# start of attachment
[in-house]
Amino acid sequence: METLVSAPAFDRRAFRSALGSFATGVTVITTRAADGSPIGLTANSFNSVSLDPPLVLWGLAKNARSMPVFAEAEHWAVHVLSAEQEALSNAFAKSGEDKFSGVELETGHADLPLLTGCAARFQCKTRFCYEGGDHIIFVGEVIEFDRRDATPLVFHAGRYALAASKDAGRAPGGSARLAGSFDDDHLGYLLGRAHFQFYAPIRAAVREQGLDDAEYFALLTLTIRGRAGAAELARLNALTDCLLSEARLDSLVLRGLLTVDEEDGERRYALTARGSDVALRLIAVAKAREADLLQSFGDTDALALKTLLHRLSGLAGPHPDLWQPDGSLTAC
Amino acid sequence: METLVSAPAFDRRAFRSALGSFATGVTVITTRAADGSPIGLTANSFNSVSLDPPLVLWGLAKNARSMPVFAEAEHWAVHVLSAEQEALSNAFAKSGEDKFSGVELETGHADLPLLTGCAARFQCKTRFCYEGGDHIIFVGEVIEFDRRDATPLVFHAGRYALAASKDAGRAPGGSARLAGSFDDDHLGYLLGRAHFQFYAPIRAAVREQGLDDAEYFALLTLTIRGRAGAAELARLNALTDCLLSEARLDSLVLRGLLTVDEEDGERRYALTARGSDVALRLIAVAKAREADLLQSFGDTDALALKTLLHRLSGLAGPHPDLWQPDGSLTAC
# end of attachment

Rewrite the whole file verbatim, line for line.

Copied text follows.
[in-house]
Amino acid sequence: METLVSAPAFDRRAFRSALGSFATGVTVITTRAADGSPIGLTANSFNSVSLDPPLVLWGLAKNARSMPVFAEAEHWAVHVLSAEQEALSNAFAKSGEDKFSGVELETGHADLPLLTGCAARFQCKTRFCYEGGDHIIFVGEVIEFDRRDATPLVFHAGRYALAASKDAGRAPGGSARLAGSFDDDHLGYLLGRAHFQFYAPIRAAVREQGLDDAEYFALLTLTIRGRAGAAELARLNALTDCLLSEARLDSLVLRGLLTVDEEDGERRYALTARGSDVALRLIAVAKAREADLLQSFGDTDALALKTLLHRLSGLAGPHPDLWQPDGSLTAC
Amino acid sequence: METLVSAPAFDRRAFRSALGSFATGVTVITTRAADGSPIGLTANSFNSVSLDPPLVLWGLAKNARSMPVFAEAEHWAVHVLSAEQEALSNAFAKSGEDKFSGVELETGHADLPLLTGCAARFQCKTRFCYEGGDHIIFVGEVIEFDRRDATPLVFHAGRYALAASKDAGRAPGGSARLAGSFDDDHLGYLLGRAHFQFYAPIRAAVREQGLDDAEYFALLTLTIRGRAGAAELARLNALTDCLLSEARLDSLVLRGLLTVDEEDGERRYALTARGSDVALRLIAVAKAREADLLQSFGDTDALALKTLLHRLSGLAGPHPDLWQPDGSLTAC